• Computer skills: Robotics engineers use computer software to create detailed designs of robots and robotic systems before they're built. They also use specialized software programs to test how robots perform in different environments.

  • A practical focus: You need to use practical and logical thinking to debug machines and get them working properly. You’ll often have to make decisions that compromise performance in one area and be able to ascertain the best path forward.

  • Communication skills: The ability to clearly communicate your designs to other professionals is essential when you’re working as an engineer.

You’ll also need domain-specific skills. For example, if you’re working on designing robotic brain interfaces, you may need knowledge in flexible conducting metals used as neural probes. If you’re working on autonomous robots, you’ll need to understand programming languages and artificial intelligence. You can often learn domain-specific technical skills on the job, although some employers want prior experience in the area you’ll be working.

Where does a robotics engineer work? 

A lot of positions conduct advanced robotics research in universities. Here are some industries where you’ll find robotics engineering jobs.

  • Automotive manufacturers are one of the largest employers of robotics engineers. These companies use robots in manufacturing vehicles and their parts.

  • Robotics engineers also work for defense contractors who build military weapons that require remote or automated operations. Military drones and missile systems commonly use robotic technology.

  • Aerospace firms employ robotics engineers to design and manufacture spacecraft, satellites, and missiles. Robots also help assemble aircraft and perform maintenance on them.

  • Medical equipment manufacturers rely on robotics engineers to create artificial limbs and prosthetics. Surgical operations have increasingly used robotic surgical systems. 

  • Robotics engineers can also find employment at research firms that study robotic technology and its possible applications in different industries.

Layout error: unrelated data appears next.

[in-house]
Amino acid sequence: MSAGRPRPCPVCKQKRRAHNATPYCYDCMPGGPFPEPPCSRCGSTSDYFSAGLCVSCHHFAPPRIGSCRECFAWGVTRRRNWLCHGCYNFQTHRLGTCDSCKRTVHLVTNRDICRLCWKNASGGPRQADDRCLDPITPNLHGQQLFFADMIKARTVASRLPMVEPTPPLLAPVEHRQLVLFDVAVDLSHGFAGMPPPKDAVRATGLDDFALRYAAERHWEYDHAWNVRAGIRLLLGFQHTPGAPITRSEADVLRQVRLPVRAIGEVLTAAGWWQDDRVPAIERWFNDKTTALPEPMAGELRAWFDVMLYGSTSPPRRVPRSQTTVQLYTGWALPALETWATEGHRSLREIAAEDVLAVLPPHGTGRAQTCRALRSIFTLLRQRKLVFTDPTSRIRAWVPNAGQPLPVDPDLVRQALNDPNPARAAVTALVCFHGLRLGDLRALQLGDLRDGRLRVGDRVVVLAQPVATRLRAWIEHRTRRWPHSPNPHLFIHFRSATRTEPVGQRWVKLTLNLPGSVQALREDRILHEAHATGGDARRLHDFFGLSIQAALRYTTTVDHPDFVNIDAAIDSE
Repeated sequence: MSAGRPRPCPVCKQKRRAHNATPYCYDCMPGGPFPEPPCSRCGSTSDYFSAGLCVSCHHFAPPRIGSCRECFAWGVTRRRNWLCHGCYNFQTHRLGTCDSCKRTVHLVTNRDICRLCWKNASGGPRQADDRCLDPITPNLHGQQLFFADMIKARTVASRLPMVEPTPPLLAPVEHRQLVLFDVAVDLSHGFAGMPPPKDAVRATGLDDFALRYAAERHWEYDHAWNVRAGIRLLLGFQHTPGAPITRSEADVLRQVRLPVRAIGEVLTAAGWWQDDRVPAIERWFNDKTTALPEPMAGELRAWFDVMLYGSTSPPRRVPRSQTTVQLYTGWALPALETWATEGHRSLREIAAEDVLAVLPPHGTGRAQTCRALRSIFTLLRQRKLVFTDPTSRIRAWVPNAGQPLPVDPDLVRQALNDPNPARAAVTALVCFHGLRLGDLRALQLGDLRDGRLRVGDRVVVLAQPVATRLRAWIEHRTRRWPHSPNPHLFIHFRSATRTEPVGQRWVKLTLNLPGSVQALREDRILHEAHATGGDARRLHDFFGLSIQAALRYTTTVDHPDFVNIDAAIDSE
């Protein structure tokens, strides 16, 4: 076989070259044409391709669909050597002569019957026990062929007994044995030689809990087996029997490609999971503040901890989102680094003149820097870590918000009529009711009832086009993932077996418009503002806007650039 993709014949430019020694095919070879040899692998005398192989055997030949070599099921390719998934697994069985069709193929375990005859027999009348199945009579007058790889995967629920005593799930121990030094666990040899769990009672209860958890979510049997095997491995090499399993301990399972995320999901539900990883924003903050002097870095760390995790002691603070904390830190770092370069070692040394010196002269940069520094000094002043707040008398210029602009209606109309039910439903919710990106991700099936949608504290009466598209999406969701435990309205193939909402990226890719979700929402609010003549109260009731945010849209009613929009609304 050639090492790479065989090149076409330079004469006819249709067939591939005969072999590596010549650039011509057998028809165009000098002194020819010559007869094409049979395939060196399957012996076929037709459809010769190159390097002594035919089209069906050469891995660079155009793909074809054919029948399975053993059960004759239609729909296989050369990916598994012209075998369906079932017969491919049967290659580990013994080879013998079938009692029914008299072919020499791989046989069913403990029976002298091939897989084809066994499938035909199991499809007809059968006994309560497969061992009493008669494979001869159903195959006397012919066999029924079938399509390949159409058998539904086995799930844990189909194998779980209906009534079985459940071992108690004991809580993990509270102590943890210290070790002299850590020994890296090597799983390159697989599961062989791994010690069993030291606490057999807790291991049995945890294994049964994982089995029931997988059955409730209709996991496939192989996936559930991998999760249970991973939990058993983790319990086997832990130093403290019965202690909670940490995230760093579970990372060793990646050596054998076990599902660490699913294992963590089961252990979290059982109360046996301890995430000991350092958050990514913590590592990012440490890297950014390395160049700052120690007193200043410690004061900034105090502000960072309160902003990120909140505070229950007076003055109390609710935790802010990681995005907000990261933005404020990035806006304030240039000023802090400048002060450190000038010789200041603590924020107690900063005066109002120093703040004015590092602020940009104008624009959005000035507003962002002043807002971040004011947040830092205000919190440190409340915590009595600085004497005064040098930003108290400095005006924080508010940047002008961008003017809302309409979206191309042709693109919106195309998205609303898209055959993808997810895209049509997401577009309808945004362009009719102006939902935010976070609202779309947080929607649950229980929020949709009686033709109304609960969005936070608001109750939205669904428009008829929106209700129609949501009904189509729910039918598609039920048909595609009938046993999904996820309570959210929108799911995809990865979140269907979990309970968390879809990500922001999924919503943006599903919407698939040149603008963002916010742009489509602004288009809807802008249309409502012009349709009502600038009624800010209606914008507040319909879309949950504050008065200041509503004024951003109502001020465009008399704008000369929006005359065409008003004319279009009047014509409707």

Salary and career outlook for robotic engineers 

Robotics engineering is growing rapidly. Robotics is forecast to grow at an annual growth rate of 28 percent between 2021 and 2030, a rate higher than average [1]. 

The average annual robotics engineering salary in the US is $83,072 [2]. Some jobs in robotics engineering and their average US salaries include:

  • Robotics electrical engineer: $88,408 [3]

  • Robotics software engineer: $97,115[4]

  • Automation engineer: $84,291 [5]

  • Computer vision engineer: $104,382[6]

How to become a robotics engineer

To become a robotics engineer, you’ll need a bachelor's degree. If you intend to work in a robotics software role, you’ll need a background in computer science. If you want to design robotic components, you’ll focus your studies on mechanical engineering or electrical engineering.

Earn a bachelor’s degree.

Several universities offer bachelor's degrees in robotics engineering. Many aspiring robotics engineers tend to pursue a mechanical or electrical engineering degree with a focus on robotics. You can choose from various majors and still have access to a robotics career, including:

  • Electrical/electronics engineering

  • Mechanical engineering

  • Computer science

  • Mathematics

  • Design and technology

  • Computing and programming 

Many colleges offer bachelor's degrees in electrical or mechanical engineering with a concentration in robotics. You’ll likely take mathematics and physics courses and more specialized classes related to robotics, such as mechanical design and programming languages. 

If you choose a degree in electrical or computer engineering with robotics, your coursework will focus on components within robots, such as actuators, sensors, and circuit boards.

Employers typically don't mind whether you have a specific bachelor's degree. They tend to want you to have the necessary skills and know-how to perform the job. Most robotics engineers hold at least a bachelor's degree in an engineering discipline.

What is a robotics engineering degree?

A robotics engineering degree program teaches you how to design and build robots. In your courses, you’ll learn about mechanical and electrical engineering, chemistry, computer science, and physics. The type of robotics engineer you become depends on your educational background, your industry experience, and the area of specialization you choose. A robotics major can keep different robotics specializations open to you.